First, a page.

Pre-Order Links for Her Heart’s Desire:

Places to connect with Linda:
Twitter: @LJWriter
Goodreads:  Amazon author page:

 Linda also has a newsletter, LETTERS with Linda. It posts the first Tuesday of every month with book news, inspiration, a contest giveaway, and a recipe. If you’d like a copy, please send Linda an email:

C is for…

IMG033 (2)Meet Buzz, named him after the Georgia Tech Mascot. He’s my Russian Blue, but he was born in Atlanta so he’s a very southern feline. He’s my constant.  Do you have one of those? A constant (not necessarily a cat)?

I’ve had pets throughout my crazy life. They have always been a part of me. Sara, the protagonist in my novel, Weather Permitting, has a cat. I gave her this constant in her life because she needed it. She needed to come home from work every day and find a creature there who needed only her, who wanted to be with her, whom she could count on to be loyal and true blue. Don’t we all need that constant in our lives?

“Change is the only constant in life.”th (4)
——- Heraclitus

Change is constant. It’s also a contradiction isn’t it? We all know this to be true. We either look forward to it or dread it. Love it or hate it. As we get older, I think we have no choice but to embrace change. It sure did embrace me. I just know that no matter what changes come, I have several constants to hang onto. Right now. That’s what we need constants for — RIGHT NOW. Right now, a wonderful husband, a pup named Bella, and Buzz. He will always be my main man.

So Sara has Mick Jagger, her cat, because she must go through change, because its part of her growth, she is required to grab onto stability, a constant, a small helpless cat. Mick is her constant.

Next time, we’ll get back to Strong Southern Women!!
A quick note about the book. I’ve started the query process in search of an agent. I’m told to send them out in batches. Then wait. So far, I’ve received four rejections, which is normal. So think good thoughts for me!!

Stay cool during this long hot summer!


Strength in Numbers

Strong Woman

“I’m not afraid of storms for I’m learning how to sail my ship.”
—- Louisa May Alcott

June has been an exciting month. Lots of blessing flowing all around. My daughter accepted a new position teaching high school English in the area, and she and her husband are settling only fifteen minutes away from me. My son has accepted a new position as Athletic Director at a local high school and I am so grateful that I won First Place for my novel, “Weather Permitting,” at the Southeastern Writers Association Conference in St. Simons Island Georgia.

Friends have asked where they can find it, when they can read it. It’s lovely that people are interested. Unfortunately, I’m still at the beginning of the process and I’m looking for an agent to help me publish. “They” say that the easy part is writing the book (not sure about that), so I am querying agents to see if there is any interest. Everything takes time. Makes me wish I were about twenty years younger.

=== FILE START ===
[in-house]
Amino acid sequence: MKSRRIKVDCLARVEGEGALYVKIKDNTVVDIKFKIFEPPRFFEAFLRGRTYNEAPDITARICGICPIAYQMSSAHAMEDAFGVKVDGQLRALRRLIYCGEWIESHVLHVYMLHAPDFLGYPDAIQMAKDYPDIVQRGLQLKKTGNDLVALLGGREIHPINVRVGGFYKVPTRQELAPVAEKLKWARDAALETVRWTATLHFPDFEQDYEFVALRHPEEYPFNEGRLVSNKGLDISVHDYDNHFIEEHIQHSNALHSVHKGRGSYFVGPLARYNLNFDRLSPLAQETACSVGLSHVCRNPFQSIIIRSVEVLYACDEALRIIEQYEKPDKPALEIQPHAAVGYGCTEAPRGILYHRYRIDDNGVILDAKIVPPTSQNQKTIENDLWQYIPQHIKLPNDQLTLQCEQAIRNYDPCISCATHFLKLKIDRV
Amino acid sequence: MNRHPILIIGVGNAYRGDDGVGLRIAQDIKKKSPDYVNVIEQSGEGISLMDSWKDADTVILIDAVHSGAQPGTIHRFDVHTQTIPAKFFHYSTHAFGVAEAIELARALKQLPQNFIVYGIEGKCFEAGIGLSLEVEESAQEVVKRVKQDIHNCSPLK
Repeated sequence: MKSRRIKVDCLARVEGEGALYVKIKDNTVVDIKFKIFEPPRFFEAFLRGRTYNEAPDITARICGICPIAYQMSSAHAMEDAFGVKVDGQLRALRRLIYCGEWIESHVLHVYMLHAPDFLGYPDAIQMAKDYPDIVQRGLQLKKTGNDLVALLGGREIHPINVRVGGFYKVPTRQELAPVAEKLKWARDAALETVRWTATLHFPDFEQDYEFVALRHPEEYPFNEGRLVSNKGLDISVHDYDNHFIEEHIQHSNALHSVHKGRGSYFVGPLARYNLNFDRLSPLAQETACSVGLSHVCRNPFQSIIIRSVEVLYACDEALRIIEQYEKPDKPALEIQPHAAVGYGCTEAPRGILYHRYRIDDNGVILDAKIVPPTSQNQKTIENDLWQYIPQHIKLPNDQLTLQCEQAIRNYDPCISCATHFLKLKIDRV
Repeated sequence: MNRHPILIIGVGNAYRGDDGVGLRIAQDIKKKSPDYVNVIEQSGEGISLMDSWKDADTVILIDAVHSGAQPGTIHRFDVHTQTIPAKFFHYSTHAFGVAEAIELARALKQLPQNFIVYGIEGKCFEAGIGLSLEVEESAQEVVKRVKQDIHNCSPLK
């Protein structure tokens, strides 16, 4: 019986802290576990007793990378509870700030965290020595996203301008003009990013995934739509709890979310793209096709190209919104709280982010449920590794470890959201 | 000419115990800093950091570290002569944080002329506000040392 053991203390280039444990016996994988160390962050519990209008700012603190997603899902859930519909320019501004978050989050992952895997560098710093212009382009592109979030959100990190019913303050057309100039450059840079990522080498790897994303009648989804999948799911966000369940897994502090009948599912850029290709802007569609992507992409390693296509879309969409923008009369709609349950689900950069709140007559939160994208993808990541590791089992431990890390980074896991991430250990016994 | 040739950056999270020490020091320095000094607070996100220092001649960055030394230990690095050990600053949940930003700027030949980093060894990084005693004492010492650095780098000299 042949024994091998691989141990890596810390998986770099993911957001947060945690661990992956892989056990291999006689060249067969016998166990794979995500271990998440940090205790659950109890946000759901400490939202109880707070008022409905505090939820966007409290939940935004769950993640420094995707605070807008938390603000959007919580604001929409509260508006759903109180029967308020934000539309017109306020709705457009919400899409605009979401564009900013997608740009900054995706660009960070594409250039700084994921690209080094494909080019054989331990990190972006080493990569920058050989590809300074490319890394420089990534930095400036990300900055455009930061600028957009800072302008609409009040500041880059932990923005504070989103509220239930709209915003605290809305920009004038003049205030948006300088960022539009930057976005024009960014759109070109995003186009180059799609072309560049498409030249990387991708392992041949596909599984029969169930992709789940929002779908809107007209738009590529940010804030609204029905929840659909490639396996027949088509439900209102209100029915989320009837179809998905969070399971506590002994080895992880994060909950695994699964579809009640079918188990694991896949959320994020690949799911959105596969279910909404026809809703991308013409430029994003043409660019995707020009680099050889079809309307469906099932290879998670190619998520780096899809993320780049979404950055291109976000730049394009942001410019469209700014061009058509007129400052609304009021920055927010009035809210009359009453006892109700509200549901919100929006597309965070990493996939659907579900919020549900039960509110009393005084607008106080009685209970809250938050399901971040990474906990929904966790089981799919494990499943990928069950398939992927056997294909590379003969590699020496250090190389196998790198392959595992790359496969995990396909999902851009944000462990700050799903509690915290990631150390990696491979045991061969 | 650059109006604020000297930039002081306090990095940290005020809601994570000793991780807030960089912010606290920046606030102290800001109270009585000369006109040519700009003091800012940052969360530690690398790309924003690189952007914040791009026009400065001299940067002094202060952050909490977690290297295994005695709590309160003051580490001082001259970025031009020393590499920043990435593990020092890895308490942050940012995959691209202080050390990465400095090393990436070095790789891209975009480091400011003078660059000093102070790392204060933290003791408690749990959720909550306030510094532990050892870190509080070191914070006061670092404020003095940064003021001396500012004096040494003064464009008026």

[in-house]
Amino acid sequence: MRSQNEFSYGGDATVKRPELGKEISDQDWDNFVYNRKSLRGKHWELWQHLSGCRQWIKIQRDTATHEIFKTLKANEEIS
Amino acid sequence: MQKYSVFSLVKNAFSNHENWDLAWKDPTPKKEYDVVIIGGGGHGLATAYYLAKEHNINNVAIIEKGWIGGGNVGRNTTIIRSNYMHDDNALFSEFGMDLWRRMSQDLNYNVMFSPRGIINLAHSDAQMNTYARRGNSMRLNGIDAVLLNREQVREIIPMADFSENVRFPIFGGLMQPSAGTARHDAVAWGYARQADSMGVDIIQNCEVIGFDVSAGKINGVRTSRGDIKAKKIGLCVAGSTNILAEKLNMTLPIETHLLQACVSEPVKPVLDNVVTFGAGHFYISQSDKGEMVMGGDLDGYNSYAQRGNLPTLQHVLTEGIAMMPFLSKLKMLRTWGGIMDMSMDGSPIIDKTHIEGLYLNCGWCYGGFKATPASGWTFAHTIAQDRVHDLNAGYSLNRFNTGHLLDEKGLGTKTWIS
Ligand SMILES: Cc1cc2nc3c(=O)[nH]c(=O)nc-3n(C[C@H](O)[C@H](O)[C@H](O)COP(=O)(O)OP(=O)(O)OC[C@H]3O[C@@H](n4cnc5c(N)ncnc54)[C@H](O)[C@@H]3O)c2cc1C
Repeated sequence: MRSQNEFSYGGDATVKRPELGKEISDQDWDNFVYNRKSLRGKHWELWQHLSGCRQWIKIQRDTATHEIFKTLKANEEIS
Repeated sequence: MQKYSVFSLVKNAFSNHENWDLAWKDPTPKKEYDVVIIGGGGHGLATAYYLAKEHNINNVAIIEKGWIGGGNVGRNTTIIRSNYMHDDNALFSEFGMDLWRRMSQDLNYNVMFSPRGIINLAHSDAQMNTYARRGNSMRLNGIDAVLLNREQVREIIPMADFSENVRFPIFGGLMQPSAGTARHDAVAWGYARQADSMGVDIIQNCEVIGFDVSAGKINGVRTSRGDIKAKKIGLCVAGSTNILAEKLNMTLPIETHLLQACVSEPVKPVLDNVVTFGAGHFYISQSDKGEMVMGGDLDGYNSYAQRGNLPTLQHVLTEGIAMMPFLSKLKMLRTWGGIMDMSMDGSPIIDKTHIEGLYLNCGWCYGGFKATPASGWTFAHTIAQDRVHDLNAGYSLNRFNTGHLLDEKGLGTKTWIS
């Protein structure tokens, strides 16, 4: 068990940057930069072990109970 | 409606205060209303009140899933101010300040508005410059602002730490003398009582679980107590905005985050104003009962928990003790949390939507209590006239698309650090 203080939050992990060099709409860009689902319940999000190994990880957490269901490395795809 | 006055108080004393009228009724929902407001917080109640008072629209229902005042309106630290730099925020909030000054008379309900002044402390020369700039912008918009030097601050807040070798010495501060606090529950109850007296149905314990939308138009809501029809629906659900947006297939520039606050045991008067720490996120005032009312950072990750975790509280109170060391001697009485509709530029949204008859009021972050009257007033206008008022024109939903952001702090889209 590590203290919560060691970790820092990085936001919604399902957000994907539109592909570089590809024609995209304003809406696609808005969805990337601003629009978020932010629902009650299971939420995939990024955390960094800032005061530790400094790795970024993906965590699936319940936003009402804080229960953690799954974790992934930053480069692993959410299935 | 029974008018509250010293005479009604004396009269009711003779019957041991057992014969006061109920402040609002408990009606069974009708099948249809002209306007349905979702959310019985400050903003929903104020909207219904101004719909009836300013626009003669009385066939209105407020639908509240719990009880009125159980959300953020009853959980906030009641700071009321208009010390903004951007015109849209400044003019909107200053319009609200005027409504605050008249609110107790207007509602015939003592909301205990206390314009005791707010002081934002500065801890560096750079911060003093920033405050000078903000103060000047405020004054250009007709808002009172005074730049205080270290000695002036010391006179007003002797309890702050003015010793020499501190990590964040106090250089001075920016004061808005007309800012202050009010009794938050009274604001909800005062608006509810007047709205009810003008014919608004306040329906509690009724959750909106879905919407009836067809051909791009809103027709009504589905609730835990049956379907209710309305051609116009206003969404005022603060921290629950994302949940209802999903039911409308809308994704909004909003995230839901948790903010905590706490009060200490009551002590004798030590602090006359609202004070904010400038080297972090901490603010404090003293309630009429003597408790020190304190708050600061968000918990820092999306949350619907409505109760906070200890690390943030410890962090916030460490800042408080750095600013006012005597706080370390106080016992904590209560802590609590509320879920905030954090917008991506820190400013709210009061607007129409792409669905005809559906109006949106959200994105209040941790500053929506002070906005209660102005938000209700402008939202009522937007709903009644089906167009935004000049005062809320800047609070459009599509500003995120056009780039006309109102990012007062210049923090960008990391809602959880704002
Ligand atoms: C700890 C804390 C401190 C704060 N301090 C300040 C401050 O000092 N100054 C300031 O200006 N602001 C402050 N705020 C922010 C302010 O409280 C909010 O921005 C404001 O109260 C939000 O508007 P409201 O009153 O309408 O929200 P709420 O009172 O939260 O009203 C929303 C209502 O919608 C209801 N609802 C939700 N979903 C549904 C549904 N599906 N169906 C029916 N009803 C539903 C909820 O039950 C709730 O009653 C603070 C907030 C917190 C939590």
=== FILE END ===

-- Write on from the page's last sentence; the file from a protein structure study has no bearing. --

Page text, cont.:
Today, I’m thinking about strong women, great women who refuse to quit when the going gets tough, and I know bunches of them, some of them good friends. The protagonist in my story has quite a bit in common with women who have gone through the after effects and trauma of a mid-life divorce. She searches for a way to fit in to her new life and finds out a lot about herself in the process. We have all been there in some form or fashion. I don’t know the statistics but I’m betting they are high for women who have gone through turmoil, whether via divorce or relationship upheaval, and survived only to grow and blossom in the end. 

Most women are strong and it’s their strength of character, strength of values, strength of duty, and other internal forces that carry them through life. I used to say, “Men can’t change, which makes women have to adapt.” Now, I think that adaptation simply put means that we can handle just about anything life throw at us. It’s not adaptation. It’s strength.

 My good friend says, “I know many great women but I know very few great men.” I know both but I’d have to say the women do outnumber the men in the category of inner strength.

I would love your feedback on this topic. See you next month! 


May Days

Whew! I’m back from the crazy for awhile. Deadlines have taken up my life for the past month and now I can breathe.

All right, who turned on summer in the South already? 90 degrees. I think somehow, I missed spring and it’s only May. Oh well. It’s really okay because so much can be done in the summer. It’s a time for being outside, walking the dog, planting things that didn’t get planted earlier, going on beach trips, etc., etc. I’m ready.